If you have no friends, cannot afford a professional editor and cannot afford Grammarly, there is one last option, which works quite well, I will usually do this before giving my article to a friend to read: slowly read your work out loud to yourself. This is incredibly effective and is a terrific way of picking up on errors you may have missed otherwise. Again it allows you to focus on individual sentences and highlight any missing punctuation. If you do this, I advise writing your work and leaving it for two days, then reading it through again before publishing, unless it is time urgent, the reason for this is you will pick up on mistakes more easily if you have been away from your work because you can read it objectively. Whenever we write something, we invest in it emotionally, in our own heads we believe the work is perfect. Why? Because we wrote it. Time away will help break that link and allow you to view that work objectively. Also, if you don't take a break, you remember what you were trying to say, so you read it like that rather than reading what is actually there.

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    • A K Turner profile imageAUTHOR

      Joseph A K Turner 

      6 years ago from West Yorkshire

      I read a great article which basically said the very worst person to proof your work is you! I had some as well from my lecturers at uni, I make a load of them, its just as one writer put it, every single spelling mistake destroys your integrity as a writer

    • Mr Archer profile image

      Mr Archer 

      6 years ago from Missouri

      I work for a school district, and am amazed at the amount of grammatical and spelling errors I've received over the years in emails from teachers! All levels of professionals have issues with these areas. I agree, take the time and put the effort into re-reading it, or having someone go over it for you! Nobody's perfect, but we can minimize our mistakes. Very informative hub.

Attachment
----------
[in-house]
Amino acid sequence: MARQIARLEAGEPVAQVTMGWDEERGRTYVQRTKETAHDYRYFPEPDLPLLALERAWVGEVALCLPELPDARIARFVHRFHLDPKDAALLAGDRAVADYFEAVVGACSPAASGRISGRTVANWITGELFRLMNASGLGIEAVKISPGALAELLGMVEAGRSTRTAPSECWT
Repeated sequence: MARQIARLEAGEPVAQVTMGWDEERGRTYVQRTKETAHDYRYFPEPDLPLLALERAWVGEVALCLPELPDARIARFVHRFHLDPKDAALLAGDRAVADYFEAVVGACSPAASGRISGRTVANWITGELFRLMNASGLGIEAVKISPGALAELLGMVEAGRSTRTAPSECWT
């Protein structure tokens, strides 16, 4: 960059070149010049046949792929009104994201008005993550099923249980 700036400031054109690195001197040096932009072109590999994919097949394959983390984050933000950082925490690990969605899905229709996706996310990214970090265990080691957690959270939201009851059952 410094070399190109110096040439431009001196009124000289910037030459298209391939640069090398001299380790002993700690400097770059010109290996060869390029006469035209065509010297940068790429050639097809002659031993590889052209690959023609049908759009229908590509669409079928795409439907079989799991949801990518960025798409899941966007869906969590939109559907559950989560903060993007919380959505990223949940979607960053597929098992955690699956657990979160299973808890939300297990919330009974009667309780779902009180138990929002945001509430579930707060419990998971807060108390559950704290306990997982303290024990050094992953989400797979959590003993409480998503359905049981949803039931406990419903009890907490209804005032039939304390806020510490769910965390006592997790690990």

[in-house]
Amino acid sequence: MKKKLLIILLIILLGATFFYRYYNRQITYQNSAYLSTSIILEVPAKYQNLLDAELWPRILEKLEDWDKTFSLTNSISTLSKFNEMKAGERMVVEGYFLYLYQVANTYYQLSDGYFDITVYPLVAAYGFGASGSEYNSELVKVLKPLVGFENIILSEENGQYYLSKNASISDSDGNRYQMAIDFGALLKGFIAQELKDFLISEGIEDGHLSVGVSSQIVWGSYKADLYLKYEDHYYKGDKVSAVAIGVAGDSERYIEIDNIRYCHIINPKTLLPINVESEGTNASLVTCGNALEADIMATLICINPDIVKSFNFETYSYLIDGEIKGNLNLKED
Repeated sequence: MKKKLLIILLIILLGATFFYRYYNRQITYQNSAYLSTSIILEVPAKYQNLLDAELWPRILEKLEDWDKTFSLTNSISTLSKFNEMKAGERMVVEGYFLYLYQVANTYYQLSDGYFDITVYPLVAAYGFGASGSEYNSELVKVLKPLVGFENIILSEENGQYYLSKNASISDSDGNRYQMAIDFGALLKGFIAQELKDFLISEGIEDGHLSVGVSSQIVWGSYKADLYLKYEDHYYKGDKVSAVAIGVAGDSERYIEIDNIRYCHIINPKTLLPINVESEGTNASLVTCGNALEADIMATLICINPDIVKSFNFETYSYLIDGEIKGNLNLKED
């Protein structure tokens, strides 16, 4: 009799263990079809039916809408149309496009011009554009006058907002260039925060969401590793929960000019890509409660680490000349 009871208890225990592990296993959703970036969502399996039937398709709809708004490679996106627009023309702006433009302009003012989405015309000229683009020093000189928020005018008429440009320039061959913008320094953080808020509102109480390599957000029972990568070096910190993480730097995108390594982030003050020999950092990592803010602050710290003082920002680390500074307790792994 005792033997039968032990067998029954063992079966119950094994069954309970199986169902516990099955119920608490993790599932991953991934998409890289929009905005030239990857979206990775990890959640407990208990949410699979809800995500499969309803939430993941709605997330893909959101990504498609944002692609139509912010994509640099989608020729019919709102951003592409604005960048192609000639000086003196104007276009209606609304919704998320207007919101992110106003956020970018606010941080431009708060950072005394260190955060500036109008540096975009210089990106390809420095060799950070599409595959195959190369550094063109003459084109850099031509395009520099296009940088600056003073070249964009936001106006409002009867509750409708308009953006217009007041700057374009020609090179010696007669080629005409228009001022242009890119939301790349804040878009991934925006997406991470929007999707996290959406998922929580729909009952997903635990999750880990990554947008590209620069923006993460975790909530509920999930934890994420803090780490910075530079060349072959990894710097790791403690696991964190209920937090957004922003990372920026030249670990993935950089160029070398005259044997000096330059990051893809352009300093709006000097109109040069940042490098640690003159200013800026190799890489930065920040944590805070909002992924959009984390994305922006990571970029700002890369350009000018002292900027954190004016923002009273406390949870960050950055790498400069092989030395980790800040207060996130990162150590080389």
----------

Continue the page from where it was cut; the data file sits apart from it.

• christin53 profile image

      Ann-Christin 

      6 years ago from UK

      Good advice. I've started reading my work out loud to myself and also coming back to it later before I publish. Occasionally spelling errors do slip through and that is when very nice hubbers have pointed it out to me.

    • A K Turner profile imageAUTHOR

      Joseph A K Turner 

      6 years ago from West Yorkshire

      so true!

    • laptopfinger profile image

      Christiano Odhiambo 

      6 years ago from Nairobi

      No, standards slip when you are playing at a game with no barriers to entry.

    • prettynutjob30 profile image

      Mary 

      6 years ago from From the land of Chocolate Chips,and all other things sweet.

      Great hub I do this all the time I have improved some but for some reason it is so easy to over look mistakes when your writing voted up and useful.

    • A K Turner profile imageAUTHOR

      Joseph A K Turner 

      6 years ago from West Yorkshire

      yeah to a certain extent, I have found with things like stories it is a lot more important, because you interrupt the flow of the novel. Like I said, I am not perfect I find mistakes in my work as well. Its just if we want to look professional then typos are a no no. I will lay money on it, there are people on hubpages who do none of the above, and you will find they are the same people who have very few followers. I honestly believe that standards have slipped since the introduction of texting, and the internet. I keep finding mistakes on the National Telegraph website!

    • laptopfinger profile image

      Christiano Odhiambo 

      6 years ago from Nairobi

      This is great advice. I have found out that for blog posts and hubs, some typos don't really hurt. For example, you will still understand when I write tht he came today for the items. Besides, people use the context to understand what they are reading. So few typos can pass. I hope you agree. I have used whitesmoke, a software for checking grammar and its also great.